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Mary, a Black woman, was the “first lady of the struggle,” fighting to achieve equality for Black people and other minorities. Eleanor was the first lady of the United States—for almost three terms of office. Their unlikely and real-life friendship changed the world, and that’s not just back-cover copy hyperbole.

There have been piles of books written about Eleanor Roosevelt, one of the most formidable first ladies in U.S. history, but very little, comparatively, has been written about Mary McLeod Bethune, a thwarted missionary who became one of the builders of the modern civil rights movement.

The First Ladies, by the potent writing duo of Marie Benedict (who is white) and Victoria Christopher Murray (who is Black), gives equal voice to both women as they turn Roosevelt and Bethune’s friendship into a soul-stirring historical novel. As a fellow alumni with Mcleod Bethune of Moody Bible Institute, I was excited about this novel, from the skilled pens of the team that gave us The Personal Librarian. It did not disappoint.

The two “first ladies” meet in 1927 at an event for women activists. Mary, the only Black woman in attendance, is shunned by most of the other attendees, despite their supposedly forward-thinking ways. The exception is Eleanor Roosevelt, the shy, socially awkward wife of a future president and niece of a past one (Teddy Roosevelt). Eleanor is enamored of Mary, whose courage and dignity in the face of unimaginable obstacles energizes her. Though Mary is a staunch Republican—the party of Lincoln who emancipated her enslaved parents—and Eleanor is a Democrat, the two forge a strong bond based on working toward justice for all disenfranchised Americans, especially Black people.

Though each make mistakes as they try and relate to one another (this is the first interracial friendship for each of them), there is forgiveness and grace as they become more than colaborers for justice. Mary and Eleanor become the dearest and closest of friends, supporting each other through disappointing marriages and other hardships.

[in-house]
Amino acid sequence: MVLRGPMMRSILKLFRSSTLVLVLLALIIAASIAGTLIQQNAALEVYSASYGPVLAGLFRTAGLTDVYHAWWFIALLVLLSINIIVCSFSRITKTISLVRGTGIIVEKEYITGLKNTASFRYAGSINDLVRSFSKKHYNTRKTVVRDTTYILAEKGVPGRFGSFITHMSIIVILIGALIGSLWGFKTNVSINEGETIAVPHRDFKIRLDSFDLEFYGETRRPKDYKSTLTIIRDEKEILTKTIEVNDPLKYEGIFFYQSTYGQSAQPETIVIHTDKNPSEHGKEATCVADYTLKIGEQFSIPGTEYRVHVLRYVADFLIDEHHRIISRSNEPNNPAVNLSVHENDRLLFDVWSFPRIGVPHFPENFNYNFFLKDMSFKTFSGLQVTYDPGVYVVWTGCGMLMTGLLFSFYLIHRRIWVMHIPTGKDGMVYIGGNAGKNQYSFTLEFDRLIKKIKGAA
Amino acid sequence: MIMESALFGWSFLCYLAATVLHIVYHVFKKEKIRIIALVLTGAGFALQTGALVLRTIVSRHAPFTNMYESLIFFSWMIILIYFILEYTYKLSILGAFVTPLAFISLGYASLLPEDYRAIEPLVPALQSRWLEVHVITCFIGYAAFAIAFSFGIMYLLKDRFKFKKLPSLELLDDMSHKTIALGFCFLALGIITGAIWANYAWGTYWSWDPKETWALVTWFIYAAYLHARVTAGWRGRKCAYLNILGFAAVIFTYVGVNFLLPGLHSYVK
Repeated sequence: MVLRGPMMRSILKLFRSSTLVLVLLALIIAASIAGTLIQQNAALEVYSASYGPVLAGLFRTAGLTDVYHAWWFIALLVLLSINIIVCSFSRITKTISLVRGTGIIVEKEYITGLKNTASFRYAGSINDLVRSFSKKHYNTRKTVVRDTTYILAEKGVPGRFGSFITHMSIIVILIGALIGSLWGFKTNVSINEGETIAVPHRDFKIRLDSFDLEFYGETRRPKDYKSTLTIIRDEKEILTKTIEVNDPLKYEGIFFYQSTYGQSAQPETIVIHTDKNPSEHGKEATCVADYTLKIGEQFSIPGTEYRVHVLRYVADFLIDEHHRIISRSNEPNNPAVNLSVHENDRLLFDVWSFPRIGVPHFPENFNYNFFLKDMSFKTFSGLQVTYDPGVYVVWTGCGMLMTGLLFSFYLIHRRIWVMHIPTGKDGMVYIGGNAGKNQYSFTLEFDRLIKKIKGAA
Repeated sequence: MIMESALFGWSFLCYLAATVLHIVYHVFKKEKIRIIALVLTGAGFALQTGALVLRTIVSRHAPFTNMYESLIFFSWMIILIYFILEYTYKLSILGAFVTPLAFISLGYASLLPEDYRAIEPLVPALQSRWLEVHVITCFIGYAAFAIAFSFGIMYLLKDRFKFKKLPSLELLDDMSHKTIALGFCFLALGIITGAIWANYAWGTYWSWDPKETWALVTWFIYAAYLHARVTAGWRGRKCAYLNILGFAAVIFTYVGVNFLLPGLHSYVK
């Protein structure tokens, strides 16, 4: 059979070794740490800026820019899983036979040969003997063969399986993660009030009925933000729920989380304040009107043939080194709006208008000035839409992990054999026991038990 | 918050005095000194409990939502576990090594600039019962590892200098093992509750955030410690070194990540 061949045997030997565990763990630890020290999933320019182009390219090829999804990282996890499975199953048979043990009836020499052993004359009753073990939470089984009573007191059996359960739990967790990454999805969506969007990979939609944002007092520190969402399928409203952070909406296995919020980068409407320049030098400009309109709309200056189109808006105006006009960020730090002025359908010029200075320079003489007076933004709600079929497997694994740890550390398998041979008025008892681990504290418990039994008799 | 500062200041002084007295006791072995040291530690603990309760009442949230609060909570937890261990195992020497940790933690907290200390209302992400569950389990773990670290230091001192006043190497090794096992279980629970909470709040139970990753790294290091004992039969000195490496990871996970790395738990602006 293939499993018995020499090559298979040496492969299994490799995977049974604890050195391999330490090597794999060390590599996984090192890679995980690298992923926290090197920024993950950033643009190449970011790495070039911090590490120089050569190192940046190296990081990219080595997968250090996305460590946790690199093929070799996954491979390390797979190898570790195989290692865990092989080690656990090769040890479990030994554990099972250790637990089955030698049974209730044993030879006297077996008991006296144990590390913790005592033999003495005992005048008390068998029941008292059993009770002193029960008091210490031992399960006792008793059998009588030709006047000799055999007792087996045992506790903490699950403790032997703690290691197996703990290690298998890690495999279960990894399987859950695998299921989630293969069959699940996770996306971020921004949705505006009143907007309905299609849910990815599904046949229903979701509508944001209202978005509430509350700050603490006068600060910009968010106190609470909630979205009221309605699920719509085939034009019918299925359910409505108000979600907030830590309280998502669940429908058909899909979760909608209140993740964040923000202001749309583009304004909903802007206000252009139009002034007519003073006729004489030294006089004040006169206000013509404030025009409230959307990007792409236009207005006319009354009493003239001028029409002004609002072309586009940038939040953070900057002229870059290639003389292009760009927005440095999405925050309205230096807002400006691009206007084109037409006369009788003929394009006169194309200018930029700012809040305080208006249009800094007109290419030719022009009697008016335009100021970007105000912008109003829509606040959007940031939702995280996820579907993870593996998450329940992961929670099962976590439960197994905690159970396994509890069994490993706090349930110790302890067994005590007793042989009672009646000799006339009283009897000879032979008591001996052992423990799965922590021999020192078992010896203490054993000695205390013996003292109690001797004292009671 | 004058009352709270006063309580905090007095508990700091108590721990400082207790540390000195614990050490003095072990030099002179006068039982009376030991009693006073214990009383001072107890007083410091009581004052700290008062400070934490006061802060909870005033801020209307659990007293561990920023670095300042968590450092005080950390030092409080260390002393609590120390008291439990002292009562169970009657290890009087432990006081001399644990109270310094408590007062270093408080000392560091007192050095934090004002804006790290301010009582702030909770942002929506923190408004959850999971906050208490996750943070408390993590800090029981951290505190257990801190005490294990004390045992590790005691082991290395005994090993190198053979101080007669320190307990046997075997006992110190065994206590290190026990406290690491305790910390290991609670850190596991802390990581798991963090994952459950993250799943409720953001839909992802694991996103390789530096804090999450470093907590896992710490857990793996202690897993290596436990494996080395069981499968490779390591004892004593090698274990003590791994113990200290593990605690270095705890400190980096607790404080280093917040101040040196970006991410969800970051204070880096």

Both women inspire as they overcome tremendous challenges and entrenched racism to build together what would become the foundation of modern civil rights. Franklin Delano Roosevelt, Eleanor’s husband, is also a key figure in the narrative. Both women work with him and around him to achieve their goals. I’ve always associated FDR with America entering World War II and also the tragedy of the Japanese internment camps (which Eleanor opposed), but this three-term president, stricken with polio and mainly wheelchair bound, was also instrumental in changing things for the good of millions of Black Americans. It just goes to show we all contain multitudes, as Walt Whitman said in his famous poem. We are all complex and inconsistent.

The novel, which switches off between Mary and Eleanor’s viewpoints, touches on FDR’s affair (which broke Eleanor’s heart) and her own later, alleged relationship with a female White House journalist, but in a light, non-graphic way. Mary’s deep faith is evident as she prays and quotes Scripture in her darkest hours. One picky thing bothered me: Mary was turned away as a missionary to Africa by a Presbyterian mission board who said they had no need of “Negro missionaries,” but the book makes it sound as if Moody, where she attended for two years and by her own account loved, turned her away. 

I came away from the book having learned so much about the hard-won groundwork that went into the formation of the civil rights movement and of the unheralded contributions of two passionate women who broke barriers and made life more equitable for others. Mary and Eleanor’s friendship—unshakable, tender, and enduring—is the heartbeat of their story, and of this enthralling work of historical fiction. Highly recommended for book clubs. (Penguin Random House)


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